Anorexia nervosa (AN) is a psychiatric disorder that is defined by maintenance of low weight by altering eating behaviors to avoid weight gain. Anxiety symptoms are frequently comorbid with AN psychopathology. Regions of the brain, including the amygdala, hippocampus, thalamus, orbitofrontal cortex (OFC), and anterior cingulate cortex (ACC) were previously implicated in both AN and anxiety. The purpose of this study was to determine the relationship between AN and anxiety in these regions.
Neuroimaging data were obtained from 57 female participants with AN and 28 healthy controls (HCs). Statistical measures demonstrated that there were significant reductions in volume in the right amygdala, the bilateral thalamus, and the bilateral OFC in AN. Trait anxiety was also found to be significantly higher in participants with AN than HCs, yet was not associated with areas where volume reduction was observed.
This study indicates that AN psychopathology is more likely to underlie the structural brain changes that we observe as opposed to trait anxiety. In healthy females, higher trait anxiety is related to lower ACC volume, but this relationship is absent in participants with AN. Future studies are needed to further explore a relationship between AN and trait anxiety.
Anorexia nervosa (AN) is a psychiatric disorder characterized by low weight, with anxiety symptoms frequently comorbid. Prior studies have implicated brain regions of interest (ROI) in the pathophysiology of AN and anxiety, including the amygdala, hippocampus, thalamus, orbitofrontal cortex (OFC), and anterior cingulate cortex (ACC). This study aims to understand the neurobiological correlates of anxiety symptoms in the context of AN.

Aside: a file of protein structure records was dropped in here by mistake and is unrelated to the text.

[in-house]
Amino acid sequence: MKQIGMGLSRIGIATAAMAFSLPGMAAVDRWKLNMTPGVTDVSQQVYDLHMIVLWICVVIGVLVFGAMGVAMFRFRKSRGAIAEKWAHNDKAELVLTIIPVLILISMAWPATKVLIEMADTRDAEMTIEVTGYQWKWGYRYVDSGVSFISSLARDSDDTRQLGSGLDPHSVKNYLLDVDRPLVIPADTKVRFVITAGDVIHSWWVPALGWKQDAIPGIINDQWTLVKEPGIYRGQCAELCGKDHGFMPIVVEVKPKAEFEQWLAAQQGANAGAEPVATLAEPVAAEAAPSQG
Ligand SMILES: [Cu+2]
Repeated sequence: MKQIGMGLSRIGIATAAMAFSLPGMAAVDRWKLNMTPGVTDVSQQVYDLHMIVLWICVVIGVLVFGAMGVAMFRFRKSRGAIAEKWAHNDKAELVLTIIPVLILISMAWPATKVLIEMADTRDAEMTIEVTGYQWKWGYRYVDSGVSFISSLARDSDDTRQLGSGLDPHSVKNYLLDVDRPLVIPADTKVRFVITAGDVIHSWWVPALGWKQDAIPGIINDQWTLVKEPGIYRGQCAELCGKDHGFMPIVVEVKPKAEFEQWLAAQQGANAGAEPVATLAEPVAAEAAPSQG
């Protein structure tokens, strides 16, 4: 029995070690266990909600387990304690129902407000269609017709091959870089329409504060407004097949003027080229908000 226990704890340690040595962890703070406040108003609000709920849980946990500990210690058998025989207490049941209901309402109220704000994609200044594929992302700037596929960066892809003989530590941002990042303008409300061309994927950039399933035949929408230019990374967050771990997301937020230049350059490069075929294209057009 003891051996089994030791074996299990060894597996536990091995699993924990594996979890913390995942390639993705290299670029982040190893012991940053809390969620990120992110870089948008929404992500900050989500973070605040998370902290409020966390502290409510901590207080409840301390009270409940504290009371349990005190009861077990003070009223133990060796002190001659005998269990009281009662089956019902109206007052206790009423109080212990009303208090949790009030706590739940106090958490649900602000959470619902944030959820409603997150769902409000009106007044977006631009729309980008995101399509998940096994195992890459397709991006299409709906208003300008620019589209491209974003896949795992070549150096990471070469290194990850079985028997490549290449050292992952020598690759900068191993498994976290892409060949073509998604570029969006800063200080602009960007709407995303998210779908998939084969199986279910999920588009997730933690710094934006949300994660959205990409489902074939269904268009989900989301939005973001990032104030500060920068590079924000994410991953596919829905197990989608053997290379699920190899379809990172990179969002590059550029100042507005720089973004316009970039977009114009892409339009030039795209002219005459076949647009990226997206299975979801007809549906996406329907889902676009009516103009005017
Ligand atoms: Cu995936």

MRI data from 57 female participants with AN and 28 healthy controls (HCs) were acquired and processed with bilateral volumes of each ROI extracted via FreeSurfer. ANCOVAs revealed significantly lower volume (p<0.005) in the right amygdala, left ACC, and thalamus and OFC bilaterally in AN. A Two-Sample t-test demonstrated higher STAI scores in patients with AN. Yet, ROI volumes were not correlated with STAI scores in participants with AN. A corrected trend level (p=0.008) correlation between STAI scores and the volume of the left ACC was present in HCs.
Results included reduced volumes in key regions implicated in AN and more severe anxiety symptoms in AN vs. HC. The lack of relationship between structural alterations and trait anxiety symptoms in AN suggests that observed brain changes may be more associated to AN pathophysiology than trait anxiety.